Before Origen the Church had as yet taught nothing definite regarding the Holy Spirit: it wavered between the view of the Spirit as a creature analogous to the angels or identical with the Son. Origen, essentially in the sense of the Johannine Gospel, conceived of the relationship of the Spirit to the Son as an analogous repetition of the relationship between the Son and the Father: the Spirit has taken Being through the Son, is of the same substance with Him, but subordinate. The activity of these three hypostases was represented by Origen in the form of three concentric circles: the widest, embracing the whole Being, is that of the Father; the next that of the Son, which extends to the rational creation; and the narrowest is that of the Spirit, which rules in the holy men of the Church. But the inference might easily be drawn from this view that Father, Son, and Spirit are three modes of the revelation of the one Deity, developing themselves in so many stages out of each other; and this would amount to the same thing as the modalistic doctrine of the Trinity held by Sabellius. But Origen repudiated this inference, seeing that he held fast the view of the hypostases as subjects separating themselves independently from each other, as they most naturally are apprehended by the popular mind.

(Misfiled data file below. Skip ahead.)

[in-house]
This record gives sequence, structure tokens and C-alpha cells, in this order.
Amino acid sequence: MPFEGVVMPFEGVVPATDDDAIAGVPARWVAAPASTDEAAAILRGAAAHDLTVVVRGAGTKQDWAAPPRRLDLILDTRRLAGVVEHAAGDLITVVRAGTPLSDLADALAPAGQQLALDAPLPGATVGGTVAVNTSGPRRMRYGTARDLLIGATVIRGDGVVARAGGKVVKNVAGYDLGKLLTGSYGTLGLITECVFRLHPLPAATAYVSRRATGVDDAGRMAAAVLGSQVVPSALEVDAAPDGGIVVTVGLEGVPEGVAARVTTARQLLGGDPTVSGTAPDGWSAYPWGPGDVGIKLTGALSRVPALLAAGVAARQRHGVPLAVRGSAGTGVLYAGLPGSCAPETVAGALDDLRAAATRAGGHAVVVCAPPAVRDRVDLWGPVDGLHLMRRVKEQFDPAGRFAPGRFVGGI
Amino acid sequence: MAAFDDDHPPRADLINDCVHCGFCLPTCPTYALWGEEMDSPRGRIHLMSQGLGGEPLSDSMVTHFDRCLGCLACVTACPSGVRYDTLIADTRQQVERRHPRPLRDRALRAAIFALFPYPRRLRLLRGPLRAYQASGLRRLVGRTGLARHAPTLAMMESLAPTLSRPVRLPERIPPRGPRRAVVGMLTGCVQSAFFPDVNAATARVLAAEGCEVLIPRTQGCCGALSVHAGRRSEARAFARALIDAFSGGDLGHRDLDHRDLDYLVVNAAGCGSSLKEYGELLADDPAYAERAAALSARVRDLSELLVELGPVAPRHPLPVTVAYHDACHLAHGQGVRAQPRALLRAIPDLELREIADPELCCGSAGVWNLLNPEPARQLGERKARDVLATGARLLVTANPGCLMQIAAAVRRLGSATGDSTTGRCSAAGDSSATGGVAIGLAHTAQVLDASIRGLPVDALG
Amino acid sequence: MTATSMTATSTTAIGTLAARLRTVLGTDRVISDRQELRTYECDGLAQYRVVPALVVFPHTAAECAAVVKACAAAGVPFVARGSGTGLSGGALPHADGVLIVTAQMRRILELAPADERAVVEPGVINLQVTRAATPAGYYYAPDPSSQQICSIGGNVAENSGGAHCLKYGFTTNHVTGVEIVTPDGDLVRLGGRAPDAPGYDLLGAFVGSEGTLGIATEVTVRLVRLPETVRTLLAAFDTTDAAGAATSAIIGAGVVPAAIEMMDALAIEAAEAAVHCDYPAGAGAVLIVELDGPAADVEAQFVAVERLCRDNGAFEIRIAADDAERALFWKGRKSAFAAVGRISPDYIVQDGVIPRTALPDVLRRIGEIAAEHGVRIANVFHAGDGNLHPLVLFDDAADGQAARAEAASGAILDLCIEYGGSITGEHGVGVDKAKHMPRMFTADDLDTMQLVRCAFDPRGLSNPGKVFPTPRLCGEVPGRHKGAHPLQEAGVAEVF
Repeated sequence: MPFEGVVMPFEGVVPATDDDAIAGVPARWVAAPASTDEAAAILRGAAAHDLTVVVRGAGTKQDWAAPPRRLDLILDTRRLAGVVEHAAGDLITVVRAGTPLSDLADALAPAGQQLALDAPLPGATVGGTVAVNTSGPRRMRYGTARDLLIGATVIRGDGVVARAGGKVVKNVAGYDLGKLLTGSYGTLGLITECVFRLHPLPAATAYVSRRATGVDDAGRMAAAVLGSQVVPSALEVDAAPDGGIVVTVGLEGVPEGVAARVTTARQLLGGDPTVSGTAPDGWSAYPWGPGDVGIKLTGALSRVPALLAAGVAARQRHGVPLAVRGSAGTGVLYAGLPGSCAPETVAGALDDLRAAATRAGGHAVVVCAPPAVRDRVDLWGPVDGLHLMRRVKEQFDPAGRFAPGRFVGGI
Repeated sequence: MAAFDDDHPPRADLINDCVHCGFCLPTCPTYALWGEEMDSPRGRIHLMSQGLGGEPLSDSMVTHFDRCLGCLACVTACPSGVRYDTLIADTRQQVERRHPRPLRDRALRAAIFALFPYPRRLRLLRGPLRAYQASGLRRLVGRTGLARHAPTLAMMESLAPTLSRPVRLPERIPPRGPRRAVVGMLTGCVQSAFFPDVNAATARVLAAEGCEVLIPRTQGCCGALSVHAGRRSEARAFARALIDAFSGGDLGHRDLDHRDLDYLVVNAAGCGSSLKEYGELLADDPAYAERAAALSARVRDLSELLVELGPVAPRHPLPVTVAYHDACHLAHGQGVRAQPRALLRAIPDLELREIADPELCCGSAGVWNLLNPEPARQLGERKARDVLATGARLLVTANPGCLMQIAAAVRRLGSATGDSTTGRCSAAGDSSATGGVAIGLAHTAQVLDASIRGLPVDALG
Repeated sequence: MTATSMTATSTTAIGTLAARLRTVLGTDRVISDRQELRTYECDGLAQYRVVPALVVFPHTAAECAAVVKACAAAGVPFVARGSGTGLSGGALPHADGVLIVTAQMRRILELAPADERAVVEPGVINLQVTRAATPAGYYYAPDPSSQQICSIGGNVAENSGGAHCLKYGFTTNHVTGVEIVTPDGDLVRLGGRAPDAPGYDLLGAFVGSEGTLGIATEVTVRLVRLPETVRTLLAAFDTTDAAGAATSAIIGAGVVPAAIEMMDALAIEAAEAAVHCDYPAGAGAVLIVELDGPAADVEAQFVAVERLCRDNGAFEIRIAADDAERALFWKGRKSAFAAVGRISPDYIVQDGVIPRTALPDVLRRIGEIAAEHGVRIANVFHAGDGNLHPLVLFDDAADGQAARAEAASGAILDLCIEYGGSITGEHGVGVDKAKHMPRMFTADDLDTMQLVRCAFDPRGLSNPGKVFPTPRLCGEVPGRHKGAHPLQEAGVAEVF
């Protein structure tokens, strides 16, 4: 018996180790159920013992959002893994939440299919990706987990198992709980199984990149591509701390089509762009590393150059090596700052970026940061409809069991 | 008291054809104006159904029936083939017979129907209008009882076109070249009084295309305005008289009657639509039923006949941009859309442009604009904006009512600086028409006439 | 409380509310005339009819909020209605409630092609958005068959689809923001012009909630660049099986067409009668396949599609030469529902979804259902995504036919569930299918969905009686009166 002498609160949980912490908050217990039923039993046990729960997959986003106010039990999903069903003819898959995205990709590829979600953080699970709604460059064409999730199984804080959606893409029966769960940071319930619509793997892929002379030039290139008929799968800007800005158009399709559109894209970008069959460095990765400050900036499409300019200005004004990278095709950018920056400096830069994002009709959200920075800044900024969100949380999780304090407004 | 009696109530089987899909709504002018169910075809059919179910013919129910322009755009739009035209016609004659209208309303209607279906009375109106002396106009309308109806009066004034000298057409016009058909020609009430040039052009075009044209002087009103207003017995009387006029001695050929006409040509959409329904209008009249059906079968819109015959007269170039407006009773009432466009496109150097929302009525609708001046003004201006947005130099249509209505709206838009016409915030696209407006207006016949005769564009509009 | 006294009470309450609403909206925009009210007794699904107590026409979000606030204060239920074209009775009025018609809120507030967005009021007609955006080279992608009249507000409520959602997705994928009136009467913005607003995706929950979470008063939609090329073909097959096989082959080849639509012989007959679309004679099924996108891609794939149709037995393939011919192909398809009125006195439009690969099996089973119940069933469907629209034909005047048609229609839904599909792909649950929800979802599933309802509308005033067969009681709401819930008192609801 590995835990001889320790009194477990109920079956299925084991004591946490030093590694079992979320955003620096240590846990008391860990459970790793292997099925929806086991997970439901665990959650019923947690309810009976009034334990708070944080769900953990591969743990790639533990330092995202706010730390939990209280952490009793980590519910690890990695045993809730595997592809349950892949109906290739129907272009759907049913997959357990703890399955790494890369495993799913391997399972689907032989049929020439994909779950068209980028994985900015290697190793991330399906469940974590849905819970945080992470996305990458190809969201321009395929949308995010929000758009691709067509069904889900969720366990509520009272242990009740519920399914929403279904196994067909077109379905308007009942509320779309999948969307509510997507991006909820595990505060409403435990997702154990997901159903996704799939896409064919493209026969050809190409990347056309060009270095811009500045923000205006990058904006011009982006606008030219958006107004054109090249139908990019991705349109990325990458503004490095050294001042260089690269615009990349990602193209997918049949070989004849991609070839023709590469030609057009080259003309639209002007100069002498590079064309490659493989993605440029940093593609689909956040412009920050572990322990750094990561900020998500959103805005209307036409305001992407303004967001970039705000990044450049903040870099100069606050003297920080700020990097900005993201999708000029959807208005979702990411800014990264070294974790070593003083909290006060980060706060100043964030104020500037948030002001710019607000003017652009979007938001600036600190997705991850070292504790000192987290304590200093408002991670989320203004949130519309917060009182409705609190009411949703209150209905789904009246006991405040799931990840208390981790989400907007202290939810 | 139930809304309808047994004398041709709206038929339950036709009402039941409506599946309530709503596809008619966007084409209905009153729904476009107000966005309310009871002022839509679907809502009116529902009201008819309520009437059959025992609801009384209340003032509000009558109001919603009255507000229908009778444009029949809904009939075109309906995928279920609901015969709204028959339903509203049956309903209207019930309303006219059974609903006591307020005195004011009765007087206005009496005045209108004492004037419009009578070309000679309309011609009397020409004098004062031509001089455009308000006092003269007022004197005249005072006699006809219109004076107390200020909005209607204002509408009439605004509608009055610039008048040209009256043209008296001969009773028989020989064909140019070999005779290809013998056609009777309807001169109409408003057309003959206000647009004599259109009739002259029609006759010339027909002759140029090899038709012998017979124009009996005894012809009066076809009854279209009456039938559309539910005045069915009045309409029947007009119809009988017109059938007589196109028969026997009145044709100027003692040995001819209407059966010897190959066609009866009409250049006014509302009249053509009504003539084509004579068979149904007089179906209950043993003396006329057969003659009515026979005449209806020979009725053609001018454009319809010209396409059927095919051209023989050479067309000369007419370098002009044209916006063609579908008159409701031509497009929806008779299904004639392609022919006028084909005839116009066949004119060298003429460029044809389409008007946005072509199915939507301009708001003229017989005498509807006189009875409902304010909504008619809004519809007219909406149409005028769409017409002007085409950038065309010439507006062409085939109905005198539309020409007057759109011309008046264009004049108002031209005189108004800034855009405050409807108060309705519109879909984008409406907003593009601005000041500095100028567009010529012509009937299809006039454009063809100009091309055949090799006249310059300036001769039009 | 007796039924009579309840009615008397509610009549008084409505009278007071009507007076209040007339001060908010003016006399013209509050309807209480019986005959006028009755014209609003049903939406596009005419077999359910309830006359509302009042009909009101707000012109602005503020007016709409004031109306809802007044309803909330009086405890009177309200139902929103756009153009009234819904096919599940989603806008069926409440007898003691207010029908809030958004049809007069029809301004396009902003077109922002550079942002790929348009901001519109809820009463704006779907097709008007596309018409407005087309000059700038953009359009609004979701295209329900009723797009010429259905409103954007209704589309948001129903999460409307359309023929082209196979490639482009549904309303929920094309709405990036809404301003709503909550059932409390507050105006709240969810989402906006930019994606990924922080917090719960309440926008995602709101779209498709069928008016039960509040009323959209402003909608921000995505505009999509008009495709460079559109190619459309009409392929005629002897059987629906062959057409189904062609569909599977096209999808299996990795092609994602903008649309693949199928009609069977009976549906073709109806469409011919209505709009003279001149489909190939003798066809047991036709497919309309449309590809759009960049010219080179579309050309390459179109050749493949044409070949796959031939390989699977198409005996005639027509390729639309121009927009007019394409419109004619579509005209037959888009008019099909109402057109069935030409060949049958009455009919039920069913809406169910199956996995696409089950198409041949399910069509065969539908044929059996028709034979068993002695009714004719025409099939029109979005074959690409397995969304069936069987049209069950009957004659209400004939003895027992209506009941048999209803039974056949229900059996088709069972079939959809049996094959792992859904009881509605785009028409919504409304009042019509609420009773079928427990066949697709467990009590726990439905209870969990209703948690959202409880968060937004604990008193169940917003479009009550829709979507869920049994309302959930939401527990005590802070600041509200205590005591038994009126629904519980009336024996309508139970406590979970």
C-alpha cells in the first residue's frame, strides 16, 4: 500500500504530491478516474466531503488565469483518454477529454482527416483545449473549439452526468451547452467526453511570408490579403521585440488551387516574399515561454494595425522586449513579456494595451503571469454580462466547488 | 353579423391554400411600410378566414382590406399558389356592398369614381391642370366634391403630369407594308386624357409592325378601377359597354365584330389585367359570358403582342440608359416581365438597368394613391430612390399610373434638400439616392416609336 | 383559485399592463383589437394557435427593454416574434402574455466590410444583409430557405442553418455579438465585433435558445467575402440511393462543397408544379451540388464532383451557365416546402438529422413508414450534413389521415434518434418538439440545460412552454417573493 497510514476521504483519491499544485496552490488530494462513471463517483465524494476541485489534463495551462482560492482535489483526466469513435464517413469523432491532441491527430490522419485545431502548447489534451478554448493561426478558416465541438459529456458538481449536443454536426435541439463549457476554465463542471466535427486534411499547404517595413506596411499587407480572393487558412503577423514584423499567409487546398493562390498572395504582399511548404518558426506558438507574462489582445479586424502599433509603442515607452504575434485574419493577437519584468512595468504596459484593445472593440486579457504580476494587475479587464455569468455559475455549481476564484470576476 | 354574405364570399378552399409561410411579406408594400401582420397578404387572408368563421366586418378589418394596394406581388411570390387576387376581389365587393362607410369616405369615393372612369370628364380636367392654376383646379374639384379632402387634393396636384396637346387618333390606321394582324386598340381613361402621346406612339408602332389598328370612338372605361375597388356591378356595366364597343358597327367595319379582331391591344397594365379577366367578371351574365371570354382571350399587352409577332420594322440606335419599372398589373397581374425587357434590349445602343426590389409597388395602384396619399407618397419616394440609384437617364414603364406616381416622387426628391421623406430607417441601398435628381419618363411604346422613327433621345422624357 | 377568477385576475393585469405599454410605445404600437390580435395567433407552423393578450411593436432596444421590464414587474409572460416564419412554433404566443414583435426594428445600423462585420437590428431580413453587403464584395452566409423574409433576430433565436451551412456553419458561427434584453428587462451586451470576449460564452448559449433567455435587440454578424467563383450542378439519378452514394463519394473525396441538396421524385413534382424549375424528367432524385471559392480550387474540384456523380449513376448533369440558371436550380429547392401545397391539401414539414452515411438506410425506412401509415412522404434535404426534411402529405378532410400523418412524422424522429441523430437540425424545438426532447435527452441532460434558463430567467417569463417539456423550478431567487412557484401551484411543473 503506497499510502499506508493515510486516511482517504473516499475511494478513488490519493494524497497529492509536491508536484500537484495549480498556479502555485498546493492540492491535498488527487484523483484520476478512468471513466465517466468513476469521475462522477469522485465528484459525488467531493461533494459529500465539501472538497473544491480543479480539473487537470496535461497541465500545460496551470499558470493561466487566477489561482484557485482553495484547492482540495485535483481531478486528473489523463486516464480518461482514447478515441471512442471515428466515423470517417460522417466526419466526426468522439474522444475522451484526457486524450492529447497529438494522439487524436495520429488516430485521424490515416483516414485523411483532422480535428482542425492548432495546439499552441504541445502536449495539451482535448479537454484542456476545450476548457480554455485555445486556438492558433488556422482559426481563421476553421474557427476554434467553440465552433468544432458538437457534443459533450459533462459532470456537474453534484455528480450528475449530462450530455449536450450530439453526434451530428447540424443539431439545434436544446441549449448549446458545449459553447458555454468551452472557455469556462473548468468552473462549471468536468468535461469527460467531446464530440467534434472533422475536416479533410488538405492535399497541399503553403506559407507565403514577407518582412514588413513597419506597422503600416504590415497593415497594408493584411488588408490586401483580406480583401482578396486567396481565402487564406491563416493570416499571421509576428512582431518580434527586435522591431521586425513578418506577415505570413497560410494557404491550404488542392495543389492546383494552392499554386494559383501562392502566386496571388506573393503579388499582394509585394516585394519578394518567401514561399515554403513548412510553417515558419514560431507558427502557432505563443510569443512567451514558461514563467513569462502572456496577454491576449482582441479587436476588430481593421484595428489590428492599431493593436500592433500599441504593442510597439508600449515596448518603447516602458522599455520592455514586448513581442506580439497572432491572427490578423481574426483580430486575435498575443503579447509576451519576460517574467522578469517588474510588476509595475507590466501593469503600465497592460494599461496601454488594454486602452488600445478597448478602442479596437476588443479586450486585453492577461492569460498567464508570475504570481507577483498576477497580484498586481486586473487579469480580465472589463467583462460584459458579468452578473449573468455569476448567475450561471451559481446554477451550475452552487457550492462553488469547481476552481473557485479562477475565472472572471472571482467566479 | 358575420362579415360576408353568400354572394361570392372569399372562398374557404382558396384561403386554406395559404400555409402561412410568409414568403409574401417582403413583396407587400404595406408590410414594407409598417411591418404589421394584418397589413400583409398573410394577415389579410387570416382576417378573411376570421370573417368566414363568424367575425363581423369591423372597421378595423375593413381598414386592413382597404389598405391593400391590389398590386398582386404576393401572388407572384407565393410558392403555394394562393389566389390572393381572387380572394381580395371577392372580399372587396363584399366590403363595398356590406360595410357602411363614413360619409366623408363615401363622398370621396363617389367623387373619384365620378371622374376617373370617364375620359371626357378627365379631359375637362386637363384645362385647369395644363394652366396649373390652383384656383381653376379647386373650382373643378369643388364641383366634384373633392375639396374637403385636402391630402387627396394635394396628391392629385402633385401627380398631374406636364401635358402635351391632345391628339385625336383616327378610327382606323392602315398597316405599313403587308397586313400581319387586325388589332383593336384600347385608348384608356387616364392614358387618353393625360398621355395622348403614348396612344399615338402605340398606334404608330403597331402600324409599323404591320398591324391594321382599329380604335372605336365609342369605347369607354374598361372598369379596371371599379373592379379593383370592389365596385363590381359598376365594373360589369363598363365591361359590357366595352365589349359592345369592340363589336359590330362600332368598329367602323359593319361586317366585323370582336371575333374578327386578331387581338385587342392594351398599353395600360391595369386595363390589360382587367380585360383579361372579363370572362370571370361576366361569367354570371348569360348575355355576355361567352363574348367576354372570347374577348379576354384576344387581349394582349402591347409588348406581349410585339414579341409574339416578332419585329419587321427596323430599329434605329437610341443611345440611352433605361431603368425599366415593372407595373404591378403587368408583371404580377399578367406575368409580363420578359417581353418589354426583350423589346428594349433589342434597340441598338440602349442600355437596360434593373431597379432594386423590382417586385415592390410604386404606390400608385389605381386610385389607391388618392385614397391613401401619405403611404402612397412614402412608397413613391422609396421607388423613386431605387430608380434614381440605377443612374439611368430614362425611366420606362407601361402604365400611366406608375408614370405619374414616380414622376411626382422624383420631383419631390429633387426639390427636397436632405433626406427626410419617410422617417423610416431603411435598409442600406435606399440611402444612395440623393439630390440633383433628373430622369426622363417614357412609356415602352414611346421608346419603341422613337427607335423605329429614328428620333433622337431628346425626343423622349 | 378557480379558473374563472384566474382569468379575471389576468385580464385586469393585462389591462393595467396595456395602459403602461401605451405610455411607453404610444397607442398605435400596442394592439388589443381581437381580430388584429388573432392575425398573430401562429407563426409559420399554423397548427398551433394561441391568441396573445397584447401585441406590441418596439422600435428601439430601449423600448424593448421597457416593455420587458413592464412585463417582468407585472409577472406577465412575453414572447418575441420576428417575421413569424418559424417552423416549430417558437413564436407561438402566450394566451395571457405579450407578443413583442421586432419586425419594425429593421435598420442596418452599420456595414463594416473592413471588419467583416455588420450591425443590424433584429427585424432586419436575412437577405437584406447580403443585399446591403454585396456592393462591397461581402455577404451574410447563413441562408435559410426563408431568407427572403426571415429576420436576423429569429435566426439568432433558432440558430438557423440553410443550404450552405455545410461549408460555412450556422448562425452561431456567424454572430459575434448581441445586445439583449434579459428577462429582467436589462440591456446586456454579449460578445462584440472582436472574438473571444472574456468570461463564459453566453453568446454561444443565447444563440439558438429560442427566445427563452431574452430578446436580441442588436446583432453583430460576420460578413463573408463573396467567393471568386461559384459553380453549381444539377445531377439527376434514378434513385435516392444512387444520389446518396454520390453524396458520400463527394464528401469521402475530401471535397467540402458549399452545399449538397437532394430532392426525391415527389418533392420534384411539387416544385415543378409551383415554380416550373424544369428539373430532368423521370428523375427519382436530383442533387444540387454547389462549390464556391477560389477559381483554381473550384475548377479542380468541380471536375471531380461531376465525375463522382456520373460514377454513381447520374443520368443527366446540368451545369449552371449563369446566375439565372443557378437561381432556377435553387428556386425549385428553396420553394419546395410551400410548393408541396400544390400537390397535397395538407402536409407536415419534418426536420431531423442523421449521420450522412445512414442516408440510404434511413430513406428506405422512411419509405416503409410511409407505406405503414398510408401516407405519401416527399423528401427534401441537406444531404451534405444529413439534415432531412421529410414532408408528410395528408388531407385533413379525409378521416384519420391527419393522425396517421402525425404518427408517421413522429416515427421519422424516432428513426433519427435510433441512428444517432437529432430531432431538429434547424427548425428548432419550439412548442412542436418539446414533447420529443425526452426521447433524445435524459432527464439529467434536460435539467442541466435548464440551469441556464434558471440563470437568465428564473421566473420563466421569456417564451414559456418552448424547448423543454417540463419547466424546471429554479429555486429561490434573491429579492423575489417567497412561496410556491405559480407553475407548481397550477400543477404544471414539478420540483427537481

The creation of the world, according to Origen, cannot have had a beginning in time; for it is unthinkable that God has ever been inactive, that His goodness did nothing, His omnipotence exercised no power. But if His omnipotence was always active, it must also have had objects, and therefore must always create a world; a transition from not-creating to creating would also be in contradiction with the immutability of God. The world as a revelation of the infinite omnipotence must be infinite; but as object of the divine knowing, which can only embrace what is limited, it must always be finite. Origen solved this antinomy by the thought of an endless series of finite worlds succeeding each other. He probably borrowed this thought from the Stoics, but he improved their theory in that he did not think of the successive worlds as a mere repetition of the same existence, but as an ascending series of developments, in which every prior existence carries the germs of the later in itself, so that the seed of the preceding world comes to maturity in states of the later world. Origen found a further difficulty in the inequality of the creatures, whereas the divine justice is the law of equality for all. If the reason of the inequality can lie neither in the one creator nor even in several creative causes, it must lie in the creatures themselves — namely, in their free self-determination in a pre-terrestrial existence. In agreement with Plato, Origen supposes that all rational beings existed before their terrestrial appearance as pure spirits in the ideal world, and that freedom belonged to them, so that they might continue to persevere in the imitation of God or fall away from Him. This very mutability, as grounded in their freedom, distinguished them from the immutability of the Divine Being. The fact that the possibility of their fall was actualised, is explained from the cooling down of their original love to God and their inertness in the preservation of goodness. The fall itself appears so far as a necessity grounded in the nature of the finite spirit; only the degree of deviation from the good is different in individuals according to the measure of their freewill. The soul is the spirit fallen away, or cooled in its love for the good (which Origen finds indicated in the etymology of the word ψυχή); but it has the possibility of again returning to its spiritual origin. The extreme point of the fall of souls is their incorporation in a material body; but this is at the same time the beginning of the process of return or of the elevation of the soul again to spirit. The body is on the one hand the prison and place of punishment of fallen souls, and on the other hand it is the means of their purification and education. According to Origen, the whole material world is only created as a place for the purification of fallen spirits. Matter is that which is wholly undetermined in itself; it receives its determining formations from the distinctions that are grounded in the freedom of souls; it is therefore properly only the manifestation of the freedom, or of the essence, of spirits. With this decisive significance of creaturely freedom, Origen could not accept a divine predestination. The election of some, or rejection of others, has not, according to him, its ground in a groundless divine decree, but in the preterrestrial merits of some and offences of others. Moreover, it does not condition any absolute and definite opposition, but only a relative and temporary distinction, seeing that the divine goodness and wisdom aims at the final restoration of all. The place of particular predestination is consequently taken, in the view of Origen, by the profound and genuinely Christian thought of a world-government educating all. The Divine wisdom knows so to guide all the events which happen, that they must serve the common end. It brings the resisting tendencies of will together for fulfilment of the one world-purpose. It directs the doing of the free spirits to goals which lie beyond their own thinking and willing; and even the antagonism and hindrance of some by the others, only serves it as a means by which so much the more to further and secure the victory of the good. “As our body, while consisting of many members, is yet an organism which is held together by one soul, so the universe is to be thought of as an immense living being which is held together by one soul, the power and the Logos of God.” We might find in this an anticipation of Leibnitz's thought of a pre-established harmony of monads, or of a harmonious development of the world guided by an immanent purposive idea. But side by side with these truly speculative thoughts, we find in Origen many fantastic details concerning angels and demons which pursue their work in nature and the world of men, and exercise good or bad influences upon the natural and moral life of men,—notions in which the Alexandrian theologian has paid tribute to the mythological way of thinking of his time.